"Dixie" was played with a vigor suited to the temper of the people, Mr. Lincoln still remaining at the window. As the music ceased, he proposed "three good, rousing, hearty cheers for Lieut.-Gen. Grant and all under his command," which were given. He then called for "three more cheers for our gallant navy," which were no less energetically given. The President then bowed and retired.

Considerable numbers were assembled in front of the Execu tive Mansion at several times during the day. After five o'clock in the evening, he again appeared at the window, in answer to repeated calls of a large crowd, and made the following speech:

MY FRIENDS: I am informed that you have assembled here this afternoon under the impression that I had made an appointment to speak at this time. This is a mistake. I have made no such appointment. More or less persons have been gathered here at different times during the day, and in the exuberance of their feeling, and for all of which they are greatly justified, calling upon me to say something, and I have, from time to time, been sending out what I supposed was proper to disperse them for the present. [Laughter and applause.]

I said to a larger audience this morning which I desire now to repeat. It is this: That I supposed in consequence of the glorious news we have been receiving lately, there is to be some general demonstration, either on this or to-morrow evening, when I will be expected, I presume, to say something. Just here, I will remark, that I would much prefer having this demonstration take place to-morrow evening, as I would then be much better prepared to say what I have to say than I am now or can be this evening

I therefore say to you that I shall be quite willing, and I hope ready, to say something then; whereas just now I am not ready to say anything that one in my position ought to say. Everything I say, you know, goes into print. [Laughter and applause]. If I make a mistake it doesn't merely affect me, or you, but the country. I, therefore, ought at least try not to make mistakes.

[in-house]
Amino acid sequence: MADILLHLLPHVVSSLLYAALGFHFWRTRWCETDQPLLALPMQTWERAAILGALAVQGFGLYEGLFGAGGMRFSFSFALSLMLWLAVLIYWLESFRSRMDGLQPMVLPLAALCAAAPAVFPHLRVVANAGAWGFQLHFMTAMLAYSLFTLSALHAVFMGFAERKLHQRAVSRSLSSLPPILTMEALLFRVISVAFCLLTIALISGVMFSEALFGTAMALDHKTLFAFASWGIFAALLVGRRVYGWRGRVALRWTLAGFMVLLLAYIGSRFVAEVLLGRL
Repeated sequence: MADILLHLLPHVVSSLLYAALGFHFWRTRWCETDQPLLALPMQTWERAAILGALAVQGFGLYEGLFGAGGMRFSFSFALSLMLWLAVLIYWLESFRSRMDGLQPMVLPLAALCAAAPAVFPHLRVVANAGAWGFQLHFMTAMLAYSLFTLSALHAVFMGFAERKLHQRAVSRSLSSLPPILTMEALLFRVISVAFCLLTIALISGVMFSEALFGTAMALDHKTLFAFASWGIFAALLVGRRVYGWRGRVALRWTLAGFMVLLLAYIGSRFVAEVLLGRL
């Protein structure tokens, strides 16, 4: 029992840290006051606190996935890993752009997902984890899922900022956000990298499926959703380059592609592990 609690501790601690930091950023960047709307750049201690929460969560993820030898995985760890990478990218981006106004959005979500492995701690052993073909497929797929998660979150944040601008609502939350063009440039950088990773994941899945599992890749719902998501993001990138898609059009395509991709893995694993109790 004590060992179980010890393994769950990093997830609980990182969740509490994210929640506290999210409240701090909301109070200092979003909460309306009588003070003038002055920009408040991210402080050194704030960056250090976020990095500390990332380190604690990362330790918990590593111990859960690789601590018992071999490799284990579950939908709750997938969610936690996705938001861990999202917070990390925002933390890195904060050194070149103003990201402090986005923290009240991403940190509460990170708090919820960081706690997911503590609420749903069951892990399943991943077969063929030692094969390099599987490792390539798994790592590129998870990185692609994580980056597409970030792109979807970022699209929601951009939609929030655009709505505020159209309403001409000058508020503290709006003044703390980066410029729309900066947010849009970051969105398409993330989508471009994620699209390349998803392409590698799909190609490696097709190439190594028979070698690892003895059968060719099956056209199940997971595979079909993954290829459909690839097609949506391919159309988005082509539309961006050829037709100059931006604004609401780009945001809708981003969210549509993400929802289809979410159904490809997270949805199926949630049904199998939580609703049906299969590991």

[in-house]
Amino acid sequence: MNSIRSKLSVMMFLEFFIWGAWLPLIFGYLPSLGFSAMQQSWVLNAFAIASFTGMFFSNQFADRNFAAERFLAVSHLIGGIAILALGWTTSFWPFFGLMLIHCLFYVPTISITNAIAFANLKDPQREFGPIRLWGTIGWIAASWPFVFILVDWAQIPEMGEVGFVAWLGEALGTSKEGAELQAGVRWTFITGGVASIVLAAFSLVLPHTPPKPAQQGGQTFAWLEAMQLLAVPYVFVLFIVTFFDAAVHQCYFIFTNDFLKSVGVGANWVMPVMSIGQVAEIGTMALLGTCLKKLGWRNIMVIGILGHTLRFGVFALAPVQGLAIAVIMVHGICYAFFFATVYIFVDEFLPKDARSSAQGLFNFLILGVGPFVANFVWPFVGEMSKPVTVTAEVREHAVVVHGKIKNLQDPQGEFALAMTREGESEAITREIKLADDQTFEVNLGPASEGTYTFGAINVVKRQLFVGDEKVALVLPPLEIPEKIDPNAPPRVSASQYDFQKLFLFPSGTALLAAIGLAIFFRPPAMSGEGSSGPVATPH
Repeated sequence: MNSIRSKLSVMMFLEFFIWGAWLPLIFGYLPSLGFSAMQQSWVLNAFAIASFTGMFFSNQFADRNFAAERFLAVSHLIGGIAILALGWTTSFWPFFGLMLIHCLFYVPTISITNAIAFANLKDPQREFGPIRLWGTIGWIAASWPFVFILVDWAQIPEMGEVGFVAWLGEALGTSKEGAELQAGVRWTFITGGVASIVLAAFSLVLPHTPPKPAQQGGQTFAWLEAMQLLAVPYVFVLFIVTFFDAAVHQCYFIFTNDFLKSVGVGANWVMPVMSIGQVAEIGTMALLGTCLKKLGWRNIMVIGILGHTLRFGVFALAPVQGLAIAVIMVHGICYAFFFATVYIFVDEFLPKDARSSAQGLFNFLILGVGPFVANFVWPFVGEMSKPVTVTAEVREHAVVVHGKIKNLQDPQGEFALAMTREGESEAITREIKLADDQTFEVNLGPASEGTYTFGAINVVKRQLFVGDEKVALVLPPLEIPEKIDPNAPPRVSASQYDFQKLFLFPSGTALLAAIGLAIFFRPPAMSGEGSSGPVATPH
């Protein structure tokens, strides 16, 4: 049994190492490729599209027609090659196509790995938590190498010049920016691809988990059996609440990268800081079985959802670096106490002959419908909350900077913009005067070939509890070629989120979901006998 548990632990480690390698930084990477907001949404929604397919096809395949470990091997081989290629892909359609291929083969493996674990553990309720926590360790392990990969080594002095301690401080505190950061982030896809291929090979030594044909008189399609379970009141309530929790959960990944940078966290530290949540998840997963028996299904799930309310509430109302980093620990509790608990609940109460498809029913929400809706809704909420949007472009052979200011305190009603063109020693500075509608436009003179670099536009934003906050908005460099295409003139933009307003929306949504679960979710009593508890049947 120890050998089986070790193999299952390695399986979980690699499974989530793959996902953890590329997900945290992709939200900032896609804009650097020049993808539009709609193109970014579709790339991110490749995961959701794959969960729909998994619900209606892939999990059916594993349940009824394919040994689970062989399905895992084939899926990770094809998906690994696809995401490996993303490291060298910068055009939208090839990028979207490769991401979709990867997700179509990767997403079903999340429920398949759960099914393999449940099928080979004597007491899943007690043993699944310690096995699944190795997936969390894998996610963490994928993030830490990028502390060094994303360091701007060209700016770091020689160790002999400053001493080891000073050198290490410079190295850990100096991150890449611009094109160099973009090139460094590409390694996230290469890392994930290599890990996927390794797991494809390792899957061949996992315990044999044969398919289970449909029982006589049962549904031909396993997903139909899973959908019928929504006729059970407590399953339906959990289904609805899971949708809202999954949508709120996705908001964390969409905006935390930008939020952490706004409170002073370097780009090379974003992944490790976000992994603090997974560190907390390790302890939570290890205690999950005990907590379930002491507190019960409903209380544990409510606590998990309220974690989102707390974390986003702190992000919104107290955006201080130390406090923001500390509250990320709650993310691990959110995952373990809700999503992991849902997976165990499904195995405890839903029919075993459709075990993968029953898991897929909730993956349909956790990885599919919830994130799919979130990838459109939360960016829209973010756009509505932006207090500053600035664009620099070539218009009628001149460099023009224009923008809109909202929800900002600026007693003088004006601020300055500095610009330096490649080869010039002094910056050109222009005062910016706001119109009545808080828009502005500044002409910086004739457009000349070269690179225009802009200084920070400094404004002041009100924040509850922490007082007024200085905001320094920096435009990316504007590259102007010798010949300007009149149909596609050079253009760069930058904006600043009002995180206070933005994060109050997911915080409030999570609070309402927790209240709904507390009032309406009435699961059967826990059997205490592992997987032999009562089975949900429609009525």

If, then, a general demonstration be made to-morrow evening, and it is agreeable, I will endeavor to say something, and not make a mistake, without at least trying carefully to avoid it. [Laughter and applause]. Thanking you for the compli ment of this call, I bid you good evening.

On the evening of Tuesday, April 11th, Mr. Lincoln was screnaded; and the general expectation of a somewhat claborate speech, giving a definite foreshadowing of his future policy in regard to the Rebel States, attracted a very large gathering of the people. The remarks he designed to make on this occasion were carefully written out, and will be ever

memorable as the final words of political counsel which he has left as a legacy to his country.


We meet this evening not in sorrow, but in gladness of heart. The evacuation of Petersburg and Richmond, and the surrender of the principal insurgent army, give hope of a righteous and speedy peace, whose joyous expression can not be restrained. In the midst of this, however, He from whom all blessings flow must not be forgotten. A call for a national thanksgiving is being prepared, and will be duly promulgated. Nor must those whose harder part gives us the cause of rejoicing be overlooked., Their honors must not be parceled out with others. I myself was near the front, and had the high pleasure of transmitting much of the good news to you; but no part of the honor, for plan or execution, is mine. To Gen. Grant, his skillful officers and brave men, all belongs. The gallant navy stood ready, but was not in reach to take active part.

By these recent successes, the re-inauguration of the national authority, reconstruction, which has had a large share of thought from the first, is pressed much more closely upon our attention. It is fraught with great difficulty. Unlike the case of a war between independent nations, there is no authorized organ for us to treat with. No one man has authority to give up the rebellion for any other man. We simply must begin with and mold from disorganized and discordant elements. Nor is it a small additional embarrassment that we, the loyal people, differ among ourselves as to the mode, manner and means of recon